Trust Your Gut? Or Your Research?

There’s a story told about Steve Jobs – it concerns the case for the first iMac. Computer cases at the time came in any colour you wanted, as long as it was somewhere between white and a deeply unattractive beige. And if you were a PC manufacturer, they cost you about $20.

Jobs changed all that. The case for the iMac would be in Bondi Blue and boy, did it ever look different. It cost different as well – three times the price of the white/beige industry standard.

The story is that Jobs made the decision on instinct – at the most it took him half an hour. Other companies would have demanded extensive research, presentations, studies, analysis, focus groups. Jobs trusted his gut instinct.

Not that trusting your gut instinct started with Apple – as Henry Ford so famously said, “If I’d listened to what my customers wanted I’d have given them faster horses.”

But Steve Jobs seems to have built a company on gut instinct and not going down the traditional research-driven route of listening to your customers. As Jobs put it, “A lot of times, people don’t know what they want until you show it to them.”

Looking at it from a personal point of view (and yes, I realise that Henry Ford, Steve Jobs, Ed Reid isn’t quite the progression you’d expect) I consider myself to be naturally logical. I like to think about decisions before I make them – weigh up the pros and cons and come to a logical decision. And yet I trust my gut instinct – a lot.

When I first made the decision to start my own business I looked at several different opportunities: three or four of them made a lot of sense. The numbers looked good and there seemed to be plenty of potential for the future. But somehow, they just didn’t ‘feel’ right.

The Alternative Board did. From the very first moment that I heard the concept I knew it was right for me – and I knew I could make the emotional commitment that I couldn’t have made to some of the other very logical opportunities.

With TAB York now approaching its fourth birthday I’ve found that gut instinct serves me well in another area – finding new Board members. Again, I can do all the analysis and research I want – but someone who’s going to be a great Board member has something indefinable, and you can recognise it immediately.

The current vogue in business is to ‘listen to your customers.’ If you’ll only listen to your customers, the mantra goes, they’ll tell you what they want. And that’s true – whether you’re a business, the BBC or the NHS, your customers are great at telling you what they want. But they’re not so good at providing the solutions – that remains your job.

There’s another problem with listening to your customers as well: when they’ve finished telling you what they want, they’ll also tell your competitors what they want. And it’ll be the same thing.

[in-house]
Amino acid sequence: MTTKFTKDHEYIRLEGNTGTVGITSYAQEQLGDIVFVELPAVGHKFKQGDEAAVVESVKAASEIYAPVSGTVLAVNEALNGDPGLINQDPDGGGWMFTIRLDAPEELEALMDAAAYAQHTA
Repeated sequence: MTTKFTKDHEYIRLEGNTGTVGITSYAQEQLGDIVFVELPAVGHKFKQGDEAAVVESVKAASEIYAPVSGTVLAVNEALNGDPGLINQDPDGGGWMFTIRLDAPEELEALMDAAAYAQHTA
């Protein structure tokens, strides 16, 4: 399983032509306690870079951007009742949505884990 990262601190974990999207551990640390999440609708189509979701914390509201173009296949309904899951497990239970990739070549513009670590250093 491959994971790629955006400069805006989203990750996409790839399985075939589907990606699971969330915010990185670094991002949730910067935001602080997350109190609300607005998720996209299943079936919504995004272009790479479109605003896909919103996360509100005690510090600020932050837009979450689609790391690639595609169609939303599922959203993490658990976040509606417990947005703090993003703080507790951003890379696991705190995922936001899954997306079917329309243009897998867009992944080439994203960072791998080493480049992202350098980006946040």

That’s when you need to become Henry Ford or Steve Jobs – and give your customers more than what they want. Give them what they didn’t know they wanted. You can only do that by trusting your gut instinct – because in the final analysis input from your customers is just that: input. It’s not an idea and it’s not a solution.

My gut instinct now is to have a glass of wine and turn it over to you. What works for you? How do you make your crucial decisions? Hours of research – or do you trust your gut?



  1. Ed Roberts · April 19, 2013

    Ed, I think a glass of wine at 8am on a Friday morning is just what’s required! Whether that stems from research or my gut, I’m not sure but might help me make better decisions!

    • edreidyork · April 19, 2013

      Ah yes, Ed – you’ve caught me out there. You may choose not to believe this, but occasionally time of writing and time of publishing is different!!

  2. Dave Rawlings · April 19, 2013

    Sorry to bring everyone down by talking about Total Quality (remember that?) but the Japanese invented a method for relating “customer requirements” to the “design requirements” of a new product. For the example of a car, the former would be things like comfort, performance, economy, looks, internal space, street cred etc. The latter would be the technical stuff: engine specs, chassis and steering, materials etc. The trick is to come up with a technical package that delivers the customer benefits.
    Apple are good at that. They also seem to be able to think up those customer requirements that customers haven’t yet expressed, “what they didn’t know they wanted”. “Gut instinct” describes it very well!

  3. edreidyork · April 19, 2013

    Hi Dave – thanks for your input. I hadn’t heard the Japanese example of bringing together “design” and “customer” requirements; often easier said than done!

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